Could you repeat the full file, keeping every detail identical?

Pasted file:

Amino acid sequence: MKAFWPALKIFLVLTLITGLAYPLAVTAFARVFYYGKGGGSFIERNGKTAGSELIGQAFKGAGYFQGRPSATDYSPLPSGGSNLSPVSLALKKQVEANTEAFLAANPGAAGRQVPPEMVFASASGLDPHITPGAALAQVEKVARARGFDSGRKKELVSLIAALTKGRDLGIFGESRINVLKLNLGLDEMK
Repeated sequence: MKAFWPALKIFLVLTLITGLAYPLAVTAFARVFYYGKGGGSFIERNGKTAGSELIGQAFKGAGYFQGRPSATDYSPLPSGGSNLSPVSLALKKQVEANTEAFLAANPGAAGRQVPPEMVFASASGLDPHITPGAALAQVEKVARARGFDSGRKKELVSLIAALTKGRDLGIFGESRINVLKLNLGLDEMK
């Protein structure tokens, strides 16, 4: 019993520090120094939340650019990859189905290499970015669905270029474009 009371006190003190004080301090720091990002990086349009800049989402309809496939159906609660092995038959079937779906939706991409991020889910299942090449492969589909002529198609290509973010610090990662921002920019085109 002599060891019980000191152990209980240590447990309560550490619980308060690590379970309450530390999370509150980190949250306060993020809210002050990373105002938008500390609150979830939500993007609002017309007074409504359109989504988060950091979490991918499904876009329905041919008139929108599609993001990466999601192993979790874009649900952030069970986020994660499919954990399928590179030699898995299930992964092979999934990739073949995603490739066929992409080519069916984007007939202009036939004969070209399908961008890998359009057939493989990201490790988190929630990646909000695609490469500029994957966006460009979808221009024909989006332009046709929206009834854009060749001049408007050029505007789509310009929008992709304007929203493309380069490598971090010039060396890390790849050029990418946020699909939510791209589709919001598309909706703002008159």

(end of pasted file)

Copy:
Amino acid sequence: MKAFWPALKIFLVLTLITGLAYPLAVTAFARVFYYGKGGGSFIERNGKTAGSELIGQAFKGAGYFQGRPSATDYSPLPSGGSNLSPVSLALKKQVEANTEAFLAANPGAAGRQVPPEMVFASASGLDPHITPGAALAQVEKVARARGFDSGRKKELVSLIAALTKGRDLGIFGESRINVLKLNLGLDEMK
Repeated sequence: MKAFWPALKIFLVLTLITGLAYPLAVTAFARVFYYGKGGGSFIERNGKTAGSELIGQAFKGAGYFQGRPSATDYSPLPSGGSNLSPVSLALKKQVEANTEAFLAANPGAAGRQVPPEMVFASASGLDPHITPGAALAQVEKVARARGFDSGRKKELVSLIAALTKGRDLGIFGESRINVLKLNLGLDEMK
């Protein structure tokens, strides 16, 4: 019993520090120094939340650019990859189905290499970015669905270029474009 009371006190003190004080301090720091990002990086349009800049989402309809496939159906609660092995038959079937779906939706991409991020889910299942090449492969589909002529198609290509973010610090990662921002920019085109 002599060891019980000191152990209980240590447990309560550490619980308060690590379970309450530390999370509150980190949250306060993020809210002050990373105002938008500390609150979830939500993007609002017309007074409504359109989504988060950091979490991918499904876009329905041919008139929108599609993001990466999601192993979790874009649900952030069970986020994660499919954990399928590179030699898995299930992964092979999934990739073949995603490739066929992409080519069916984007007939202009036939004969070209399908961008890998359009057939493989990201490790988190929630990646909000695609490469500029994957966006460009979808221009024909989006332009046709929206009834854009060749001049408007050029505007789509310009929008992709304007929203493309380069490598971090010039060396890390790849050029990418946020699909939510791209589709919001598309909706703002008159």